Both the Stodghills and the Blankenships sold and shipped the black and tan farm dogs of Rutherford County to all 50 states and even to other countries.  It seems like it was Stodghill who decided to start calling them English shepherds, but both he and Mrs. Blankenship are quoted as saying that the rural breeders of Rutherford County didn’t call their black and tan dogs English shepherds before that. [7]In the article English Shepherds in the News, Tom Stodghill is quoted as saying “Some Middle Tennessee families owning these dogs did not even know what breed the dogs were. Only that the dogs … Continue reading

“Some Middle Tennessee families owning these dogs did not even know what breed the dogs were. Only that the dogs were excellent for handling livestock and had been used in the families for this purpose for long years. But color, markings, and other features as well as the performance of these dogs show definitely that they are of the English Shepherd breed, and have bred true down through the years”

Tom Stodghill

Epilogue

In early 2020, I personally interviewed the man who was a young boy in this historical account. We spoke by phone about the Blankenship part of this history.  The Stodghill part of this history is from news articles in the now defunct “Nashville Banner” newspaper and an unnamed Murfreesboro, Tennessee newspaper.[8]The aforementioned English Shepherds in the News article does not specifically state which Murfreesboro, TN based newspaper is being referred to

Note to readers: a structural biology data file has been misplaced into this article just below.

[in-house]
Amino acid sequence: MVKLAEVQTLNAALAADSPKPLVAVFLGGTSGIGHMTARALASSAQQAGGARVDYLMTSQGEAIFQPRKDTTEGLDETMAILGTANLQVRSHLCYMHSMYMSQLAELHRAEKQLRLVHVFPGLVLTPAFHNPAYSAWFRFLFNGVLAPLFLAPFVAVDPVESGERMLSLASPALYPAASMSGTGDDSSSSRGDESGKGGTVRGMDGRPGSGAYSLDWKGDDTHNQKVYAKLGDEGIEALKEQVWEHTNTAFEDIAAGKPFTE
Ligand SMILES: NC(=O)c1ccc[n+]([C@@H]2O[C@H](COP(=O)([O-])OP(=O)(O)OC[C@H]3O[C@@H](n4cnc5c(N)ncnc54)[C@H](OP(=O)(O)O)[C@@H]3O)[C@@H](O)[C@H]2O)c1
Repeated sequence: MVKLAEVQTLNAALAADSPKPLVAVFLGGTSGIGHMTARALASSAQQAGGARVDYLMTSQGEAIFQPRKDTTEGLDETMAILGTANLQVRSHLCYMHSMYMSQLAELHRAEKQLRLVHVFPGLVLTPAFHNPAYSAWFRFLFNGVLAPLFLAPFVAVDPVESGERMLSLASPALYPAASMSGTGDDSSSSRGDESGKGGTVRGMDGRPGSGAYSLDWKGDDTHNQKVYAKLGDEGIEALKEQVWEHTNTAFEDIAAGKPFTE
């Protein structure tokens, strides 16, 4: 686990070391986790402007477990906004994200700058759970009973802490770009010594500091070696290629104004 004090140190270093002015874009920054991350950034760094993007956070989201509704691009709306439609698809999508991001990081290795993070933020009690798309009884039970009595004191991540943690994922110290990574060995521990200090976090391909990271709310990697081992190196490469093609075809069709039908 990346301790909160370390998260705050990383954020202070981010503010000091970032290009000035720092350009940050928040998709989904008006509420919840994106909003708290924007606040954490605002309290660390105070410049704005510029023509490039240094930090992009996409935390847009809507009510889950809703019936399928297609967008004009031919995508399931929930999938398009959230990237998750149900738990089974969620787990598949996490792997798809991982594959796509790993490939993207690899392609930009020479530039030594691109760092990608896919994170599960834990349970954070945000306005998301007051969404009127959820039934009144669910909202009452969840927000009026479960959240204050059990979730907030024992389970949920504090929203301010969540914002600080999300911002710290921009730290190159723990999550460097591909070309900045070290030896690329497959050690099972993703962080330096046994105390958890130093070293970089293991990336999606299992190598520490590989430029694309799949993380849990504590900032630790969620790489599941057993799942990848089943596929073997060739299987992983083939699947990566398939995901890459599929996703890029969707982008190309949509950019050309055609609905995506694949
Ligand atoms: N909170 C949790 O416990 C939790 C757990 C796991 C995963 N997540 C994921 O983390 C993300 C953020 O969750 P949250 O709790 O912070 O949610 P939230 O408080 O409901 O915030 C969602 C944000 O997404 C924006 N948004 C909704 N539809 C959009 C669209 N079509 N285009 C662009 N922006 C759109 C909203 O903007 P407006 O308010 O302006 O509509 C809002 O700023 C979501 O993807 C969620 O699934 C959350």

One critical point that both John Blankenship’s and Tom Stodghill’s testimony agree upon is that the rural citizens of Middle Tennessee were using black and tan shepherd farm dogs prior to the turn of the twentieth century. Around that time, Polly Blankenship’s parents Altte Simmons Wilson and Aubrey H. Wilson were using a sturdy Shepherd to move stock in Cannon County. John Blankenship’s father Charles B. Blankenship was using a black and tan shepherd dog to drive stock in Wilson County. And Tom Stodghill’s grandfather George Dromgoole was packing-up his black and tan shepherds from Rutherford County and taking them with him to Texas. The timeframe for the use of these black and tan shepherds of Middle Tennessee pre-dates O.O. Grant’s registration of the English shepherd breed with the UKC by some thirty to forty years.

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References

1 The article The Blankenships’ Best Friend by John Blankenship was published in the English Shepherd Club of America’s Who’s Who Breeder Manual. The article is republished on pages 26-28 of The Book of Ole Shep Volume 1 by Tony Bierman.